Diana Zepeda: Woman Visited Doctor For ‘Food Poisoning,’ Got Diagnosed With Stage 4 Colon Cancer

According to the 34-year-old Zepeda, doctors had diagnosed her with E. coli. Yet, after antibiotics failed to relieve her symptoms, she underwent a partial colonoscopy, which was where doctors discovered a golf ball-sized tumor in her colon.

Diana Zepeda: Woman Visited Doctor For Food Poisoning, Got Diagnosed With Stage 4 Colon Cancer
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According to the 34-year-old Zepeda, doctors had diagnosed her with E. coli. Yet, after antibiotics failed to relieve her symptoms, she underwent a partial colonoscopy, which was where doctors discovered a golf ball-sized tumor in her colon.

When Washington, D.C., woman Diana Zepeda suffered from stomach pains, she first thought it was food poisoning, possibly caused by her stressful job and her frequent lunches at food trucks. But after her symptoms worsened despite repeated visits to the doctor and a shift to a healthier diet, she got a dreaded diagnosis she wasn’t expecting — she had stage 4 colon cancer, and the disease had already spread to her liver.

According to a report from the Daily Mail, Zepeda was an otherwise healthy young professional in Washington, D.C.’s finance industry, getting regular exercise and living an “active” lifestyle. Due to the long hours she often ended up working, she was forced to subsist on a “food truck diet,” which resulted in bouts of diarrhea that she chalked up to a simple stomach bug caused by her unhealthy diet.

“I thought I could eat anything and have a stomach of steel. I was getting what I thought was random food poisoning, but kind of often. A lot of gas, cramps, and diarrhea,” said Zepeda, 34, in an interview with People.

“I just thought I had one of those stomach bugs and it would just last a couple of days.”

Thinking that healthier eating habits would cause the stomach bugs to go away, Zepeda eliminated sugar, dairy, and grains from her diet. But her symptoms worsened in the three or so months that followed as she discovered blood in her stool in January 2017, after dealing with daily bouts of diarrhea. After visiting a gastroenterologist, she was advised that she had E. coli and was given antibiotics, which didn’t help either.

“First I was relieved that whatever it was could be cured with five days of antibiotics. I thought it was over … happily ever after. But that wasn’t the case unfortunately. I was dreading whatever the actual diagnosis would be.”

When the antibiotics Diana Zepeda was given still didn’t ease her stomach problems, her doctor scheduled her for a colonoscopy. Speaking to the Daily Mail, Zepeda explained that she was “scared [and] embarrassed,” and unsure why she needed to undergo a procedure normally associated with patients aged 50 and above. Zepeda decided to go through the procedure, but after trying to consume the laxative designed to help her clear her digestive tract, she suffered from “extreme” abdominal pain and vomiting.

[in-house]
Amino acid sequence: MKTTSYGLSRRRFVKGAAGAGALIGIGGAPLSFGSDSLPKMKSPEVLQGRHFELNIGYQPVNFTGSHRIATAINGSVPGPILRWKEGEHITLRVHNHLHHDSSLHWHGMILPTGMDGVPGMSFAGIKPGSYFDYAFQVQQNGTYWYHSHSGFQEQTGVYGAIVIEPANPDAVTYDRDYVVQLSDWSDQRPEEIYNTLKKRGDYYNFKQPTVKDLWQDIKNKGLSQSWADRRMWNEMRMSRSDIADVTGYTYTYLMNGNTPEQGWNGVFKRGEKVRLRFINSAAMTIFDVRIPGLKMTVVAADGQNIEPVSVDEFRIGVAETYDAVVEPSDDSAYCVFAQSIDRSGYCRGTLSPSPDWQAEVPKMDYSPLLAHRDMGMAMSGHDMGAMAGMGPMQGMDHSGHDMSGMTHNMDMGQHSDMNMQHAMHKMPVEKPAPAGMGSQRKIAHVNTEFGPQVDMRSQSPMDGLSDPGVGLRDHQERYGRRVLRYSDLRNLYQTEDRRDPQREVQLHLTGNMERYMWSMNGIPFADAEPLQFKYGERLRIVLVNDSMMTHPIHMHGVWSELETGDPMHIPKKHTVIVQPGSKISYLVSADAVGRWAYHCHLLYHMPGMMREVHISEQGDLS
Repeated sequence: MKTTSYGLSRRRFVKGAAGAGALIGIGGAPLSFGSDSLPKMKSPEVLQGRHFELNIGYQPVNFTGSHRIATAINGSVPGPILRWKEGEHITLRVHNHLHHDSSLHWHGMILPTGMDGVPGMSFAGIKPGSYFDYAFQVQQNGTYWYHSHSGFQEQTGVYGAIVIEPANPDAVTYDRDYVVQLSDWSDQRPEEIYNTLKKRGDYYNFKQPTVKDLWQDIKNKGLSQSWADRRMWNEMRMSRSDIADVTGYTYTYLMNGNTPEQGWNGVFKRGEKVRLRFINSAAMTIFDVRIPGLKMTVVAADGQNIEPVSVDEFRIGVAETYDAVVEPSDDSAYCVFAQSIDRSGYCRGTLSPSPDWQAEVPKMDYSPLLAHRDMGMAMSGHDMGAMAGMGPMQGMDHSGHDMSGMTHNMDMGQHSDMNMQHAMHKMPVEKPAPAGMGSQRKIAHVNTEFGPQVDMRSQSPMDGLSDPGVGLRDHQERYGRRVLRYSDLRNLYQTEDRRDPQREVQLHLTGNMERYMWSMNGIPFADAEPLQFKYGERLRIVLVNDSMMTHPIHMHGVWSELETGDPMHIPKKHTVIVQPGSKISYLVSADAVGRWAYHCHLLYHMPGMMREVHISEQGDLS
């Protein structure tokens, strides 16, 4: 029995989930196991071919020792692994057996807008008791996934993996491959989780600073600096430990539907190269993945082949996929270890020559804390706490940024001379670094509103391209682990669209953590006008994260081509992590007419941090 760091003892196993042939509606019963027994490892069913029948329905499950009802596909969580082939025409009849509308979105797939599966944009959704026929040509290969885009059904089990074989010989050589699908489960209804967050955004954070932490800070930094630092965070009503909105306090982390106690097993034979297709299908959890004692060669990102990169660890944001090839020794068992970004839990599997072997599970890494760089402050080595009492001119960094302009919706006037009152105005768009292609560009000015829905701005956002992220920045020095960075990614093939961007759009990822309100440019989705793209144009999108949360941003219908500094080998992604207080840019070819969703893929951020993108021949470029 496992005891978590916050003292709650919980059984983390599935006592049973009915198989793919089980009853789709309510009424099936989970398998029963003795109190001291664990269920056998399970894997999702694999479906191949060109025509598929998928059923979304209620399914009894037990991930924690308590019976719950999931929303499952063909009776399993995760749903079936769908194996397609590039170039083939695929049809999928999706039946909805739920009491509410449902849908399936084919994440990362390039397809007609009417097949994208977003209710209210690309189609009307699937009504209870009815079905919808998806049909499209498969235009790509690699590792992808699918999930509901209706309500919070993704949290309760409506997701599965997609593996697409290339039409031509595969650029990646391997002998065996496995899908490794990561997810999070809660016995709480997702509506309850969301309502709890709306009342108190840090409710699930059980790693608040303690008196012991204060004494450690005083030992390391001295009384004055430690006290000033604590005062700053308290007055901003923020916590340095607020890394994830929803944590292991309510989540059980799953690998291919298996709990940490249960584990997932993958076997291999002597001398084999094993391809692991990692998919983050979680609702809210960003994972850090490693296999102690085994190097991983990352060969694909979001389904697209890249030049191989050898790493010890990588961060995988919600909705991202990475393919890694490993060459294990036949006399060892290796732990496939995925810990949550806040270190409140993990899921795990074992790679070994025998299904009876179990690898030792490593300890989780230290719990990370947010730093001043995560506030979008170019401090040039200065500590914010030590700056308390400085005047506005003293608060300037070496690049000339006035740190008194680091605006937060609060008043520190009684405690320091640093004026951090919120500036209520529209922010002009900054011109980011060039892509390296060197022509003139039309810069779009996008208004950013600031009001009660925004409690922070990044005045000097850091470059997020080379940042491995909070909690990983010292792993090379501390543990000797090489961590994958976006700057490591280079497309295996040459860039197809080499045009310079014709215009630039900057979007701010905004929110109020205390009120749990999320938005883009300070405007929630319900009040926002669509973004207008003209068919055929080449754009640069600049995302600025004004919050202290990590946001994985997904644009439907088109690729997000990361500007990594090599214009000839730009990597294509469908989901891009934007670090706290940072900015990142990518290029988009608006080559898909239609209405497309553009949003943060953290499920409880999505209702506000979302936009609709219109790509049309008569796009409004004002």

Due to these complications, Diana Zepeda had to undergo a sigmoidoscopy, or partial colonoscopy. During this procedure, doctors spotted a golf ball-sized tumor blocking her colon. She was then diagnosed with stage 4 colon cancer, a condition she had previously dismissed as an “old people’s disease.” This, plus the fact that the cancer had spread to her liver, required her to have six months’ worth of chemotherapy and a number of other surgical procedures.

“I didn’t have the strength to walk for almost an entire month. I was bedridden. The hardest part was definitely chemo,” Zepeda told People.

Diana Zepeda completed her chemotherapy regimen on Thursday, and as noted by People, she and husband Alexander Sweeney celebrated by posing in formal wear while at the hospital. And while not yet out of the woods after her battle with colon cancer as she’s due for another surgery, Zepeda admitted to People that she’s “excited to go back to normal,” even if it won’t be another few years before her cancer is in remission. She added that she is now willing to tell her story to the rest of the world, hoping to raise awareness about how the disease could also affect younger patients.

Although colon cancer is still a disease that generally affects older people, the Daily Mail noted that it is becoming increasingly common in younger people. Colorectal Cancer Alliance spokesman Michael Sapienza told the publication that it’s not unusual for people under 50 to be misdiagnosed with another, much less severe medical condition.

“If you are under 50, you have more than double the risk of colon cancer than you did in 1990, and your risks of rectal cancer are four times what they were in 1990.”

While Sapienza added that bloody stool or rectal bleeding usually isn’t an immediate sign that one has colon cancer, he also stressed the importance of being proactive when visiting the doctor and firmly requesting a colonoscopy, regardless of age, to determine the cause of the bleeding or other related symptoms.